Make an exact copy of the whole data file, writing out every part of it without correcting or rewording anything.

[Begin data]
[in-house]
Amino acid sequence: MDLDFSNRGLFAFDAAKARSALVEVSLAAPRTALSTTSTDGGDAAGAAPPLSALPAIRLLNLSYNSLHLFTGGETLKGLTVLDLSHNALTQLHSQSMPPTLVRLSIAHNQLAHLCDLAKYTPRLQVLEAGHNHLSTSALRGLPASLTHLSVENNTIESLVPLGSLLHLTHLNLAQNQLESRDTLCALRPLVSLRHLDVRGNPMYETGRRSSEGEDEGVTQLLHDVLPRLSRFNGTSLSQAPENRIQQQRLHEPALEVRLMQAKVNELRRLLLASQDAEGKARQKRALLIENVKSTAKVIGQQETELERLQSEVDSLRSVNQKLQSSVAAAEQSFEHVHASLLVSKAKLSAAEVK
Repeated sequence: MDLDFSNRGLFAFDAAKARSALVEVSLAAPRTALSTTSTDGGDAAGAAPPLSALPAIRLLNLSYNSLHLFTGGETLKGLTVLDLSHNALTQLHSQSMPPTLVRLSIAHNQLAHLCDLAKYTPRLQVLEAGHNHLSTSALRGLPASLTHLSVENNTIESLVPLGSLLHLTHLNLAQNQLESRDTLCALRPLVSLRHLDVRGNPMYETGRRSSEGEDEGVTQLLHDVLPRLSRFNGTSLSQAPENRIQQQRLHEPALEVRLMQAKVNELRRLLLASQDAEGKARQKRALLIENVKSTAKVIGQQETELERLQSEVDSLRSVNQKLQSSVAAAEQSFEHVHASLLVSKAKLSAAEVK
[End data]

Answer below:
[in-house]
Amino acid sequence: MDLDFSNRGLFAFDAAKARSALVEVSLAAPRTALSTTSTDGGDAAGAAPPLSALPAIRLLNLSYNSLHLFTGGETLKGLTVLDLSHNALTQLHSQSMPPTLVRLSIAHNQLAHLCDLAKYTPRLQVLEAGHNHLSTSALRGLPASLTHLSVENNTIESLVPLGSLLHLTHLNLAQNQLESRDTLCALRPLVSLRHLDVRGNPMYETGRRSSEGEDEGVTQLLHDVLPRLSRFNGTSLSQAPENRIQQQRLHEPALEVRLMQAKVNELRRLLLASQDAEGKARQKRALLIENVKSTAKVIGQQETELERLQSEVDSLRSVNQKLQSSVAAAEQSFEHVHASLLVSKAKLSAAEVK
Repeated sequence: MDLDFSNRGLFAFDAAKARSALVEVSLAAPRTALSTTSTDGGDAAGAAPPLSALPAIRLLNLSYNSLHLFTGGETLKGLTVLDLSHNALTQLHSQSMPPTLVRLSIAHNQLAHLCDLAKYTPRLQVLEAGHNHLSTSALRGLPASLTHLSVENNTIESLVPLGSLLHLTHLNLAQNQLESRDTLCALRPLVSLRHLDVRGNPMYETGRRSSEGEDEGVTQLLHDVLPRLSRFNGTSLSQAPENRIQQQRLHEPALEVRLMQAKVNELRRLLLASQDAEGKARQKRALLIENVKSTAKVIGQQETELERLQSEVDSLRSVNQKLQSSVAAAEQSFEHVHASLLVSKAKLSAAEVK